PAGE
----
Freddy or not here they come

On the cusp of the U.S. National team’s international success and the MLS landing soccer’s next Pele a few months after the league’s top goalkeeper, Tim Howard, became a star on the biggest sports team on the planet, the MLS is poised to make its biggest push yet at achieving success in the states. That push begins in the heart of Bulls country.

The match pitting the Kansas City Wizards against D.C. United, 7 p.m. tonight at a sold-out USF Soccer Stadium, is a milestone that means much more than just the renewal of professional soccer in Tampa (even if just for one night).

The real intrinsic value this game has is worth a lot more than five quid those in attendance will pay at the gate, though. In fact, it just may be priceless. When those MLS squads hit the pitch, it just may be the start of the rise of U.S. soccer as we know it. D.C. United’s 14-year old Freddy Adu, the most highly touted American (by way of Ghana) soccer prodigy in history, will be in attendance for one of his first professional matches ever. And while he’s not assured of playing time, his presence on the sideline just may become something for all in attendance to tell their children about if this kid becomes the superstar he’s projected to be. And just think, the boy can’t even drive himself to the match. But is the lad ready?

“I just felt like I’m ready to go pro,” Adu said. “It was kind of funny, because my family trusted me to make this decision and supported me 100 percent. And I felt like, for my development, that this was the right move. When you get used to that (high) level of play, you want to jump to that next level. In my case the move was going pro. I’m ready for it, so, just bring it on.”

At this stage Freddy is more than happy to set U.S. soccer ablaze one spark at a time.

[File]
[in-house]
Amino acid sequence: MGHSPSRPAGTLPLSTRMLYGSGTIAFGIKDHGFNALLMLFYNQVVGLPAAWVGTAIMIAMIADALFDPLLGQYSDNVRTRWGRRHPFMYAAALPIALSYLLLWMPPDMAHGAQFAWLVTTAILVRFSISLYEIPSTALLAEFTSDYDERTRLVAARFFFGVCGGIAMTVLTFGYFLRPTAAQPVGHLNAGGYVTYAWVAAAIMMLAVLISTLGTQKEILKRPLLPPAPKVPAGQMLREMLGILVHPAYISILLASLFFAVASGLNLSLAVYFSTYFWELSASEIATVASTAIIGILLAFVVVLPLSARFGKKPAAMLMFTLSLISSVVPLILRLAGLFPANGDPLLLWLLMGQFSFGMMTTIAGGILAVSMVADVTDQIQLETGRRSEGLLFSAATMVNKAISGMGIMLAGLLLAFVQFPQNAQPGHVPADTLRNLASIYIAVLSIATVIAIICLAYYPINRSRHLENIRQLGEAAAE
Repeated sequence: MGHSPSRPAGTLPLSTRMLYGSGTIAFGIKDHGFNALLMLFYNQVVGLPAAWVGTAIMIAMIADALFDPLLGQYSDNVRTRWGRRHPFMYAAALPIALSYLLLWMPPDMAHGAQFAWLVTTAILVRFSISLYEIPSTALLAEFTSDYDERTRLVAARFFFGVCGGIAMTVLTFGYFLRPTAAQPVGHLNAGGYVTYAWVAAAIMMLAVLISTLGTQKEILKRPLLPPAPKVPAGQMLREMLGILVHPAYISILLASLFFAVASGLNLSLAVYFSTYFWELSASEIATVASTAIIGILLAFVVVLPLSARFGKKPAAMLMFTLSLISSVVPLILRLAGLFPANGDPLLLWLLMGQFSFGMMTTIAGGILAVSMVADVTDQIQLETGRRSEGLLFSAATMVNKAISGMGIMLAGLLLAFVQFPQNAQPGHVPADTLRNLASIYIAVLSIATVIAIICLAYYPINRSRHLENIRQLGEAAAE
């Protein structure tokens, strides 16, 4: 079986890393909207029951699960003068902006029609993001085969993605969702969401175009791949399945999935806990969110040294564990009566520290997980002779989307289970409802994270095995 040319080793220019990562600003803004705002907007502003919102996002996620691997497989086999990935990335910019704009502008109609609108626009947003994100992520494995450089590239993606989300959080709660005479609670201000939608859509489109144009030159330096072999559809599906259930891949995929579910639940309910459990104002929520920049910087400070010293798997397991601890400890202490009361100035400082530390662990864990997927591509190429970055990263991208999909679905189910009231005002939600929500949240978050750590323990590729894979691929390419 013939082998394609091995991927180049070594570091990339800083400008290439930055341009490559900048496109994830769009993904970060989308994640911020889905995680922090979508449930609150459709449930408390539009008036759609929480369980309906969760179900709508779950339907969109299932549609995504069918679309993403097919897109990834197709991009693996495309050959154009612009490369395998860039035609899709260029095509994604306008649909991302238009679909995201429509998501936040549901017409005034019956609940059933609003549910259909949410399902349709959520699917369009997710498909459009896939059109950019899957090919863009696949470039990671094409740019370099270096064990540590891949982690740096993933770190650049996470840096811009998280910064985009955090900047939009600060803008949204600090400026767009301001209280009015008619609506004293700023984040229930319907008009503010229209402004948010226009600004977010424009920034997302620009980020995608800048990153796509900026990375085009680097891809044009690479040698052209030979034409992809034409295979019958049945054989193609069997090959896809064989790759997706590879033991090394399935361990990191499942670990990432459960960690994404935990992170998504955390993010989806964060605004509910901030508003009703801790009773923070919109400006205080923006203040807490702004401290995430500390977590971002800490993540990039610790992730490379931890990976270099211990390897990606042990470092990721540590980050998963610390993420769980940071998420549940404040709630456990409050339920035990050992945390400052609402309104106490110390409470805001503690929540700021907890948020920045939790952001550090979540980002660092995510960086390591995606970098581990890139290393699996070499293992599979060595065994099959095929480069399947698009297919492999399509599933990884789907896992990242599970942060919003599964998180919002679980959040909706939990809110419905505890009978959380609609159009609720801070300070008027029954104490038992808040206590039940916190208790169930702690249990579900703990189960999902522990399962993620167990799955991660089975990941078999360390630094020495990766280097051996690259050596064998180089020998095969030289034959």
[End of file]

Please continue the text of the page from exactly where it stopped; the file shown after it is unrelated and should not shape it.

“I’m not here to please anybody,” Adu said. “I’m here to challenge myself, and I’ve set a goal to become one of the best players to ever play the sport. If I keep doing what I do on the field, all this stuff will just take care of itself.”

USF’s men’s soccer coach, George Kiefer pulled some strings to bring the most important professional soccer game to the Bay Area since the contraction of the former Tampa Bay Mutiny MLS franchise. The game, which has officially sold out even after adding an extra 300 field seats onto the USF soccer stadium’s regular 4,000 seats, will serve as a fundraiser to benefit the USF men’s soccer program. And at $5 a ticket, this is as good a value for your sports buck as you can find.

“We really made an attempt to keep ticket prices down,” Kiefer said. “Seeing a $5 MLS game with a sell out crowd will make for a great environment that I think everyone will enjoy.”

Even if fabulous Freddy doesn’t dig his spikes into USF’s pitch, the crowd will be treated to a game including some U.S. soccer legends. Earnie Stewart, the biggest name of the bunch (not including those not of age), is the all-time leader in both appearances and minutes played for the U.S. men’s national soccer team. If Adu ever needs a little lesson in the rise of U.S. soccer, this would be the man to look to.

“It’s always fun to play in front of a good crowd,” Stewart said. “In the States (soccer) is growing amongst the youth. We have come a long way, and (U.S.) soccer has a great future.”

Tonight’s MLS showcase is much more than just a chance to pass the collection plate in the name of USF soccer. This game will be a chance for the USF and Tampa soccer community to benefit from the progress of U.S. soccer on display before them. And it just might be a chance for one super-soccer adolescent to give those on-hand one of those nights they will remember for the rest of their lives.